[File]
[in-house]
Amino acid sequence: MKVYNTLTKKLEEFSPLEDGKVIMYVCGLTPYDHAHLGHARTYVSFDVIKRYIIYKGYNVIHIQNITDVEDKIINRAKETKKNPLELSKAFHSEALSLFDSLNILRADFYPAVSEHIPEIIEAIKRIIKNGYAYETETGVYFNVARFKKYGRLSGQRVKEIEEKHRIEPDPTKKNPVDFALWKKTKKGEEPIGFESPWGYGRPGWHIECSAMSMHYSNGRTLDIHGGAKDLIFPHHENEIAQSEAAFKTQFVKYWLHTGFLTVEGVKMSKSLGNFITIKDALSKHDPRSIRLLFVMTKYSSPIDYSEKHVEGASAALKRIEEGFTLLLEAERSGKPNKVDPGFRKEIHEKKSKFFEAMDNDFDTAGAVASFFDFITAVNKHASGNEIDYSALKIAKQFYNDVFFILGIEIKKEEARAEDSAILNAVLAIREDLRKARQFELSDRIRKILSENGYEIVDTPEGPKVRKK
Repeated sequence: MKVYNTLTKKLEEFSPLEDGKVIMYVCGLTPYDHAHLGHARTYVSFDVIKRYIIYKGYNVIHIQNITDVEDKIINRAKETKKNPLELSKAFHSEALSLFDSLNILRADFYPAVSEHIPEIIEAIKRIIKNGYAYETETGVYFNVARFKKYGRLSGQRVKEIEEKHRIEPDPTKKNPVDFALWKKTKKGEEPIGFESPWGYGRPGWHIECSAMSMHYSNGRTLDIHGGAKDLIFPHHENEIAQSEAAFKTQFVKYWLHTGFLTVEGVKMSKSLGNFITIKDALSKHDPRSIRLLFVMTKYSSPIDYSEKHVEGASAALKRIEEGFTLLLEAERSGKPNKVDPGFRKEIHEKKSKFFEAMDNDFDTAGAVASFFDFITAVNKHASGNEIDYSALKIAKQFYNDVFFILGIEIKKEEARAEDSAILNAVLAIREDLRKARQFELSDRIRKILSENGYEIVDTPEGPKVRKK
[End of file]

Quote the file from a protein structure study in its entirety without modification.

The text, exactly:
[in-house]
Amino acid sequence: MKVYNTLTKKLEEFSPLEDGKVIMYVCGLTPYDHAHLGHARTYVSFDVIKRYIIYKGYNVIHIQNITDVEDKIINRAKETKKNPLELSKAFHSEALSLFDSLNILRADFYPAVSEHIPEIIEAIKRIIKNGYAYETETGVYFNVARFKKYGRLSGQRVKEIEEKHRIEPDPTKKNPVDFALWKKTKKGEEPIGFESPWGYGRPGWHIECSAMSMHYSNGRTLDIHGGAKDLIFPHHENEIAQSEAAFKTQFVKYWLHTGFLTVEGVKMSKSLGNFITIKDALSKHDPRSIRLLFVMTKYSSPIDYSEKHVEGASAALKRIEEGFTLLLEAERSGKPNKVDPGFRKEIHEKKSKFFEAMDNDFDTAGAVASFFDFITAVNKHASGNEIDYSALKIAKQFYNDVFFILGIEIKKEEARAEDSAILNAVLAIREDLRKARQFELSDRIRKILSENGYEIVDTPEGPKVRKK
Repeated sequence: MKVYNTLTKKLEEFSPLEDGKVIMYVCGLTPYDHAHLGHARTYVSFDVIKRYIIYKGYNVIHIQNITDVEDKIINRAKETKKNPLELSKAFHSEALSLFDSLNILRADFYPAVSEHIPEIIEAIKRIIKNGYAYETETGVYFNVARFKKYGRLSGQRVKEIEEKHRIEPDPTKKNPVDFALWKKTKKGEEPIGFESPWGYGRPGWHIECSAMSMHYSNGRTLDIHGGAKDLIFPHHENEIAQSEAAFKTQFVKYWLHTGFLTVEGVKMSKSLGNFITIKDALSKHDPRSIRLLFVMTKYSSPIDYSEKHVEGASAALKRIEEGFTLLLEAERSGKPNKVDPGFRKEIHEKKSKFFEAMDNDFDTAGAVASFFDFITAVNKHASGNEIDYSALKIAKQFYNDVFFILGIEIKKEEARAEDSAILNAVLAIREDLRKARQFELSDRIRKILSENGYEIVDTPEGPKVRKK